Week In Review: Auto, Security, Pervasive Computing


The American Foundries Act, a bipartisan initiative to revive U.S. leadership in the global microelectronics sector, was announced by U.S. Democratic Senator Chuck Schumer from New York. “The economic and national security risks posed by relying too heavily on foreign semiconductor suppliers cannot be ignored, and Upstate New York, which has a robust semiconductor sector, is the perfect place... » read more

Manufacturing Bits: June 23


Fan-out gas sensors At the recent IEEE Electronic Components and Technology Conference (ECTC), the University of California at Los Angeles (UCLA) and the Indian Institute of Science presented a paper on the development of a wearable MEMS gas sensor device based on a flexible wafer-level fan-out packaging technology. Researchers have demonstrated a gas sensor device or a personal environment... » read more

Power/Performance Bits: June 23


Capturing waste heat Researchers at Wuhan University and University of California Los Angeles developed a hydrogel that can both cool down electronics and convert the waste heat into electricity. The thermogalvanic hydrogel consists of a polyacrylamide framework infused with water and specific ions. When they heated the hydrogel, two of the ions (ferricyanide and ferrocyanide) transferred e... » read more

Manufacturing Bits: Nov. 25


RF carbon nanotubes For years, the industry has been working on logic and memory devices based on carbon nanotubes, although these technologies remain in R&D. Now, there is a new device type using carbon nanotubes--RF. Startup Carbonics has developed an RF-based carbon nanotube technology that operates at frequencies over 100GHz. The technology exceeds the cutoff frequency of today... » read more

Manufacturing Bits: Oct. 9


World’s strongest silver A group has developed what researchers say is the world’s strongest silver. The silver demonstrated a hardness of 3.05 GPa, which is 42% stronger than the previous world record. The University of Vermont, Lawrence Livermore National Lab, the Ames Laboratory, Los Alamos National Laboratory and UCLA contributed to the work. Silver is an element with high electr... » read more

Power/Performance Bits: Oct. 1


Nighttime power Researchers at UCLA and Stanford University created a low-cost device that harnesses radiative cooling to provide a small amount of renewable energy at night. While the device only provides a small amount of power, it could be useful for areas without reliable electricity or access to batteries. Radiative cooling happens when a surface that faces the sky emits heat as therma... » read more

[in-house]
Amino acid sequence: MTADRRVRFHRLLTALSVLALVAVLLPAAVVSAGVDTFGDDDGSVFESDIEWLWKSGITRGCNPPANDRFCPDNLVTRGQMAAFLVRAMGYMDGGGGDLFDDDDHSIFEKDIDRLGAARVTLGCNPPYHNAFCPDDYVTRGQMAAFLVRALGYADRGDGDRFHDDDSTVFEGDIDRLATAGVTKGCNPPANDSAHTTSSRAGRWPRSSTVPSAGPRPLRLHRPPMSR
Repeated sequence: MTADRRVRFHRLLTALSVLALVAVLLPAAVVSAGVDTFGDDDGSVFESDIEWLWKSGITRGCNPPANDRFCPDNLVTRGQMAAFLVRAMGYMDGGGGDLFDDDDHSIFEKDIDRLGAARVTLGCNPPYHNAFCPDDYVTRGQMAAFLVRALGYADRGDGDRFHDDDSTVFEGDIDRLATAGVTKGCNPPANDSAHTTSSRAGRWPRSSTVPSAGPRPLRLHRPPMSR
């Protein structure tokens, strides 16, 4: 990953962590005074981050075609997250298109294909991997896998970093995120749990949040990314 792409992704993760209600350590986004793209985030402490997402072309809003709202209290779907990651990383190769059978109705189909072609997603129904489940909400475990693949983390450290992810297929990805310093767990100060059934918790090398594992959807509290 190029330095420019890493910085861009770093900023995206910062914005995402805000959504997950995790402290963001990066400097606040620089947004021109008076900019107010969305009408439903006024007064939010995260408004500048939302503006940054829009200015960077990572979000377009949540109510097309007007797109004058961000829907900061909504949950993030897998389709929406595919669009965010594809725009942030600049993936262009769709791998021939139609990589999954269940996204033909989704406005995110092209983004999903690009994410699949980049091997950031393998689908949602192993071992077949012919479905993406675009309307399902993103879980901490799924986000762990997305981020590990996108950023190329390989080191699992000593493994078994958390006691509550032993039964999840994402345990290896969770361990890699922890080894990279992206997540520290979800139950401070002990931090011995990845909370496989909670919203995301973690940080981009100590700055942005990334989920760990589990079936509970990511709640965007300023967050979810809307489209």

The Race To Next-Gen 2.5D/3D Packages


Several companies are racing each other to develop a new class of 2.5D and 3D packages based on various next-generation interconnect technologies. Intel, TSMC and others are exploring or developing future packages based on one emerging interconnect scheme, called copper-to-copper hybrid bonding. This technology provides a way to stack advanced dies using copper connections at the chip level,... » read more

Manufacturing Bits: June 18


Making microvias in packages At the recent IEEE Electronic Components and Technology Conference (ECTC) in Las Vegas, Georgia Institute of Technology, Tokyo Ohka Kogyo (TOK) and Panasonic presented a paper on a technology that enables ultra-small microvias for advanced IC packages. Researchers demonstrated a picosecond UV laser technology as well as materials, which enabled 2μm to 7μm vias... » read more

Power/Performance Bits: May 6


Compressing objects Computer scientists at MIT propose a way to improve data compression in memory by focusing on objects rather than cache lines. "The motivation was trying to come up with a new memory hierarchy that could do object-based compression, instead of cache-line compression, because that's how most modern programming languages manage data," said Po-An Tsai, a graduate student at... » read more

Week in Review: IoT, Security, Auto


Internet of Things Dialog Semiconductor is shifting its product portfolio away from smartphones following its pending $600 million deal with Apple. The chip company is looking toward connected-health products and video-game consoles for future growth. The connected-health devices, developed in collaboration with pharmaceutical firms, would monitor blood pressure and check glucose levels, accor... » read more

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